Published on: October 30, 2012by Michael Sansolo
This being MorningNewsBeat.com, I’m betting that most of our readers are big fans of the Internet. No doubt some of you think we overdo it between Kevin’s focus on Amazon.com and other e-commerce companies, and mine on social media. But this is not something that is likely to change anytime soon.
One of the reasons we need pay close attention to social media is the almost daily recognition that the new level of connection allows disparate people to share feelings on a single issue at the drop of a hat. It’s not all about “binders of women” or “horses and bayonets,” thanks to our politicians.
Sometimes it’s about retail issues that annoy people far and wide that now get shared, discussed and mixed around like never before.
If you are like me, you’ve run into this situation: you go into the local Radio Shack (they seem to be everywhere) to buy something simple, like a battery. No matter how you pay they ask for your phone number.
If you Google the question “does Radio Shack still ask for your phone number?” you get 4.3 million possible solutions including a segment from Seinfeld. That suggests this may be an issue that bugs a lot of people.
Just how much this angers the general population was laid clear this weekend in the New York Times, which runs a column called "The Haggler" about a reporter trying to take on different consumer problems. This week, Radio Shack’s strange mania for phone numbers was on the line.
Actually, Radio Shack made the column for two consumer problems and a failure by the company to simply answer questions. But what clearly riled up the audience was the phone number request, especially when the reporter was only trying to return an item he bought with cash. Eventually he got the answer, but it suggests a management challenge that many other companies constantly share: in the process of correcting an internal issue, Radio Shack manages to annoy an incredible number of shoppers.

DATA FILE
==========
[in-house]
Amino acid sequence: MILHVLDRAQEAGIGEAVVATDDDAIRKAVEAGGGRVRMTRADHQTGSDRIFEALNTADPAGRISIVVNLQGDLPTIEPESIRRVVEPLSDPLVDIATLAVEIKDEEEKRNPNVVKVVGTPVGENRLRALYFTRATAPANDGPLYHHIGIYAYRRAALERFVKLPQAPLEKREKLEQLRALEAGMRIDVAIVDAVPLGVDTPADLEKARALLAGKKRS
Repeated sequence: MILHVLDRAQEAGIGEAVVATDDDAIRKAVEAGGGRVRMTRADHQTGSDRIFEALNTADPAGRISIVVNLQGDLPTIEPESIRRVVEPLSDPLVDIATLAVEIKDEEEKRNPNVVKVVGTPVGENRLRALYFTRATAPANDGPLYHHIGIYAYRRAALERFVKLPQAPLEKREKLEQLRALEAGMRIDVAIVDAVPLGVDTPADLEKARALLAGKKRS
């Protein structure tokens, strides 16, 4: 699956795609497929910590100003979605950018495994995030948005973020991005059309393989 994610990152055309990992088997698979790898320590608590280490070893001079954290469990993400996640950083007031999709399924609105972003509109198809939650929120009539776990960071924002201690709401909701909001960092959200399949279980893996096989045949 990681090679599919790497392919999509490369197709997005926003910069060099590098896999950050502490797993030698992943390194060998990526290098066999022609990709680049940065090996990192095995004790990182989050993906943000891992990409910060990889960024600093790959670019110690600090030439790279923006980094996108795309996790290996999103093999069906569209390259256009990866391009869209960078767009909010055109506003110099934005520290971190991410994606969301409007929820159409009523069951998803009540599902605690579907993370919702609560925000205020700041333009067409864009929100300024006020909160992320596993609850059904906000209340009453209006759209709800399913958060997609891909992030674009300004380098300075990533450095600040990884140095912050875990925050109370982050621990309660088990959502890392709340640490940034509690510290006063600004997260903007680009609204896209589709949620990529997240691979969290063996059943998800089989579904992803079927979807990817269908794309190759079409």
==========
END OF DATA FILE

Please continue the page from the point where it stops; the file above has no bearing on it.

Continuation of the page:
The reason for the phone number request on returns is simple: Radio Shack wants an audit trail on the money handed out of the registers. Like many retailers, Radio Shack understands the painful reality that an unscrupulous cashier can cause massive damage through theft, even if it comes by pocketing fake refunds or handing money to a friend.
As the Haggler noted, that seems entirely reasonable except that it irritates shoppers by making them divulge a simple piece of information for no apparent reason.
That, in turn, takes us to the power of the social web and why it matters so much. No longer do shoppers have to wonder if they are the only one irritated by a policy like that. No longer do they have to basically accept it. Now they can simply Google the phrase and find out that millions feel like they do. And now they can find articles, like "The Haggler" that give power to their complaint and an outlet to share their anger.
It’s a reminder that in this new world, we’re all on the front lines whether it’s an issue of product quality, customer service or well-meaning policies designed to prevent a problem. Business as usual doesn’t work anymore, which means you have two tasks you need to take on.
First, figure out if you have any policies that customers don’t understand and really dislike and therefore are talking about widely on the web. Second, fix it.
Michael Sansolo can be reached via email at email@example.com . His book, “THE BIG PICTURE: Essential Business Lessons From The Movies,” co-authored with Kevin Coupe, is available by clicking here .
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